The companion dialogue Politicus or Statesman addresses more squarely than Republic did the practical as distinct from the theoretical knowledge of the ideal statesman. Its contribution to this topic consists of three major claims. First is the rejection of the sovereignty of law. Plato has nothing against law as a convenient but imprecise rule of thumb in the hands of an expert statesman, provided it does not prevent him using his expertise. Making law sovereign, on the other hand, would be like preferring strict adherence to a handbook of navigation or a medical textbook to the judgment of the expert seafarer or doctor. If you have no such expert available, a constitution based on adherence to law is better than lawlessness, but that is not saying much. What law cannot do that expert rulers can and must is judge the kairos: discern the right and the wrong ’moment’ to undertake a great enterprise of state. …
[hyperlinks and italics in the original, my ellipsis symbol,
§ "16. Later dialogues", art. "Plato (427–347 BC)" (version 1), by Emeritus Prof. Malcolm Schofield, The Routledge Encyclopedia of Philosophy Online:]
Labels: morals, Plato, politics

2.2 The essential function of authority:
Statesman makes the statesman a sort of weaver. There are two strands to the analogy. First, like weaving statesmanship calls upon many subordinate skills. Its job is not to be doing things itself, but to control all the subordinate functions of government, and by its concern for the laws and every other aspect of the city weave all together. …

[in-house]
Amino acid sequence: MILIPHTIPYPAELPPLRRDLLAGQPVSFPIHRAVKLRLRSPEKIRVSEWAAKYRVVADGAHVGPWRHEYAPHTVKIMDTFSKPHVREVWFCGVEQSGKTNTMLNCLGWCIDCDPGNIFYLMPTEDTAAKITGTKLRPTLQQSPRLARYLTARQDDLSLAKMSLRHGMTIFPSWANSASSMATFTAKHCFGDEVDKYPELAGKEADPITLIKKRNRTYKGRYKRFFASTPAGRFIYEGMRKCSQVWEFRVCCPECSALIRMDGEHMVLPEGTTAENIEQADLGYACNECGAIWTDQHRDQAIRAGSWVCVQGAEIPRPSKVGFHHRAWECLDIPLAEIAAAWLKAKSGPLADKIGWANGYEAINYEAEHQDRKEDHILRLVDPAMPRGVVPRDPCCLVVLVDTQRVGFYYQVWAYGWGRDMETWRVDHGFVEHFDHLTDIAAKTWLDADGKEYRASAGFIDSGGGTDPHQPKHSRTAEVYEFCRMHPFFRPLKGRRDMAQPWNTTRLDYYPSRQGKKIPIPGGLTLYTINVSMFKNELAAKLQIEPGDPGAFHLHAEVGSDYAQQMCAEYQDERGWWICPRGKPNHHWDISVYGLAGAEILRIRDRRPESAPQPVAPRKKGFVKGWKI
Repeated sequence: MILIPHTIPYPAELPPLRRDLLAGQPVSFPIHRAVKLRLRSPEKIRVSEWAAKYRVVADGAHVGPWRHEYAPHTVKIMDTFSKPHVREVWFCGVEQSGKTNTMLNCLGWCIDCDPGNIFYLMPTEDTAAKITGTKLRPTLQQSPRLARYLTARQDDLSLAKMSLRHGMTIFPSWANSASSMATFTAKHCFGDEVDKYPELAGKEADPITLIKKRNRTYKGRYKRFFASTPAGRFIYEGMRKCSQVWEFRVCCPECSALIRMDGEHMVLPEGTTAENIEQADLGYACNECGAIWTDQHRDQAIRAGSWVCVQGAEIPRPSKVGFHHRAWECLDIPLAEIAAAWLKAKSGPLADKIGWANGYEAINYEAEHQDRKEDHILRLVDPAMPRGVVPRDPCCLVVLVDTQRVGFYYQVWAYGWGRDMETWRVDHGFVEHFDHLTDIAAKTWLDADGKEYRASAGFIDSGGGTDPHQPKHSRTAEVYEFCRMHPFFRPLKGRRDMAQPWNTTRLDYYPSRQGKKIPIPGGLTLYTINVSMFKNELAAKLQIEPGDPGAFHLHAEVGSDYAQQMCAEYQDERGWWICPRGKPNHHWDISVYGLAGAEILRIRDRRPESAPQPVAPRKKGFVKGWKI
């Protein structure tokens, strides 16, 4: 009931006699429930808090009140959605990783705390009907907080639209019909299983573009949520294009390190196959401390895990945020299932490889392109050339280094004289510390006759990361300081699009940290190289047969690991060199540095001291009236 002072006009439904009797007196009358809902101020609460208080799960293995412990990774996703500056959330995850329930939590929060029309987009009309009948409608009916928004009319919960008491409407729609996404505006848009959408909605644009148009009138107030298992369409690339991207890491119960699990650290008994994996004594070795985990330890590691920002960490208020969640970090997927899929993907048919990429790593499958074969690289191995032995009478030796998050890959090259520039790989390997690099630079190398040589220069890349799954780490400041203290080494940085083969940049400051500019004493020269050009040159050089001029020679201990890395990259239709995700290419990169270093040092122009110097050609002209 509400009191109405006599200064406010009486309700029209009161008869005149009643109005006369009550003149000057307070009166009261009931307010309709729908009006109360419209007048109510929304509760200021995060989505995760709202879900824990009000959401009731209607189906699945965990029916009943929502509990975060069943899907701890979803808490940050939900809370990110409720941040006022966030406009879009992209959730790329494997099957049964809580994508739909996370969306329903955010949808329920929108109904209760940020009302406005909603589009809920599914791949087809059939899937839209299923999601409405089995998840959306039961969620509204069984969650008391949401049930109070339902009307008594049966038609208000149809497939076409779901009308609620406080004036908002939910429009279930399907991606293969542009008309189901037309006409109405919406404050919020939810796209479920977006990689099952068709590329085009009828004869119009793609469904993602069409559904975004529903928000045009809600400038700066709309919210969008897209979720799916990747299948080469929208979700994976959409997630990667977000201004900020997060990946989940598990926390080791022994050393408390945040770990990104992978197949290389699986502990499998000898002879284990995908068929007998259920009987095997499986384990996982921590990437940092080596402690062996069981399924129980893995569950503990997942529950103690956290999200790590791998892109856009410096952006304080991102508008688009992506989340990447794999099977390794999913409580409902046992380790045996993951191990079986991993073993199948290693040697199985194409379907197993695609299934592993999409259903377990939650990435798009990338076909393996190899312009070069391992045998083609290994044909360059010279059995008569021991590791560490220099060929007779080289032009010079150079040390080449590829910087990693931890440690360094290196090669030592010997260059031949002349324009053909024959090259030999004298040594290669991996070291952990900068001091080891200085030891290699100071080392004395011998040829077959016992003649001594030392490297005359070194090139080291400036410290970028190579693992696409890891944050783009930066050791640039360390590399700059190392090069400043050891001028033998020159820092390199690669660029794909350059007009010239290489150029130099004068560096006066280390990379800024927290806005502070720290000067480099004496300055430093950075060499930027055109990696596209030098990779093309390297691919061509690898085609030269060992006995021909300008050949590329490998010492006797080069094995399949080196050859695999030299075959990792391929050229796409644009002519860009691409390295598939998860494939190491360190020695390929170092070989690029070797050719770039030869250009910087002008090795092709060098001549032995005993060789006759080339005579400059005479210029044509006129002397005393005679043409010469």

[hyperlink in the original, my ellipsis symbols,
Labels: morals, Plato, politics

3. Lady Mary Peters and Lord Salisbury have joined The Order of the Garter

H.M. The Queen has appointed Lady Mary Peters L.G. C.H. D.B.E. a Lady Companion of The Order of the Garter and The Most Hon. The (7.) Marquess of Salisbury K.G. K.C.V.O. P.C. D.L. a Knight Companion of the same Order, according to the Press Release "New appointments to the Order of the Garter announced", February 27, 2019:

(That date is presumably the effective date for the appointments in question, judging by usual practice and by this Tweet ("3:43 AM - 27 Feb 2019") from the Twitter account "The Royal Family" (@RoyalFamily), which says that "Two new appointments have been made to the Order of the Garter today.", and names the aforementioned appointees:

Unusually, that date seems to be both the effective date and the nominal date for those appointments; see Notice No. 3316805, February 27, 2019, Notice Type "State", Sub-Type "Honours and Awards" (Notice Code: 1105), The London Gazette, Issue No. 62703 (printed on July 5, 2019, containing all notices published online the previous day), p. 11956: